In the US, we have retail sales, industrial and manufacturing production data, all for February. Both headline and core sales are expected to have slowed to +0.2% mom from +0.3%, while the industrial and manufacturing production rates are forecast to have returned into positive territory. Namely, the IP rate is expected to have risen to +0.4% mom from -0.3%, while the MP one is forecast to have increased to +0.3% mom from -0.1%. The JOLTs Job Openings for January are also coming out and the forecast points to a small decline.
On Wednesday, under normal circumstances lights would have fallen on the FOMC policy decision. However, as we already noted, the Fed decided to act outside a scheduled meeting, slashing interest rates by 100 bps overnight, to a target range of 0% to 0.25%, and promising to expand its balance sheet by at least USD 700bn in the coming weeks. On March 3 rd, the Committee decided to cut the federal funds rate by 50bps, the first emergency move outside a scheduled meeting since the 2008 financial crisis, in an attempt to safeguard the world’s largest economy from the impact of the coronavirus. On top of that, on Thursday, officials decided to offer USD 1.5 trillion in short-term loans, and that they will start purchasing a broader range of US Treasuries, which means a new round of QE. The latest and much bolder cut make us believe that the Fed is done cutting rates, as US officials are not in favor of negative rates. Even Chair Powell noted following the 100bps cut that he does not think negative rates in the US are appropriate, and that the Committee will not proceed with this week’s scheduled meeting.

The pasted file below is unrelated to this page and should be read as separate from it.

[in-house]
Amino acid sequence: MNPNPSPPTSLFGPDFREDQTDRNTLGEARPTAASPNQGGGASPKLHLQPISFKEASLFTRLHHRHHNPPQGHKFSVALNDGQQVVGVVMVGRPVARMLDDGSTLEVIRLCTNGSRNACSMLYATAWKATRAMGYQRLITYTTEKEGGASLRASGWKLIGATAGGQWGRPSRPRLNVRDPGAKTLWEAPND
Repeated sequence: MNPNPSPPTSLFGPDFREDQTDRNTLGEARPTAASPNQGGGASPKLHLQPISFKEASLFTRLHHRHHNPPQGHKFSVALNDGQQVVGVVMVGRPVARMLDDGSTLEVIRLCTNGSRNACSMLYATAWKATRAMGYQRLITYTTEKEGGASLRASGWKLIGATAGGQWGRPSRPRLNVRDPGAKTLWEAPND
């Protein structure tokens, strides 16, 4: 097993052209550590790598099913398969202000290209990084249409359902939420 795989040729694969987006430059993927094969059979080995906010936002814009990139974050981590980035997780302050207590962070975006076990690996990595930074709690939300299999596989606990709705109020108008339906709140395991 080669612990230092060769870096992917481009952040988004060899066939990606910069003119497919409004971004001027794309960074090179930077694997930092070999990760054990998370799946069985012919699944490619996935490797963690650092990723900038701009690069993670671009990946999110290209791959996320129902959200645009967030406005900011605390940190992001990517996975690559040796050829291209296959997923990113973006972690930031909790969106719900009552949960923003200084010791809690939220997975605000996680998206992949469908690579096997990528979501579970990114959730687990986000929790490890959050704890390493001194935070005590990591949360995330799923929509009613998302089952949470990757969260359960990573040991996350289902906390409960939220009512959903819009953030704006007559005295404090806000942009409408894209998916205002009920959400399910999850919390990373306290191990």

As for Wednesday’s data, during the early Asian morning, New Zealand’s current account balance for Q4 is coming out and the forecast points to a narrowing deficit. Japan’s trade data are also due to be released with the nation’s deficit expected to have turned into surplus.
During the European day, we get Eurozone’s final CPIs for February and as it is always the case, they are expected to confirm their preliminary estimates, namely that the headline rate slid to +1.2% yoy from +1.4%, while the core rate ticked up to +1.2% yoy from +1.1%.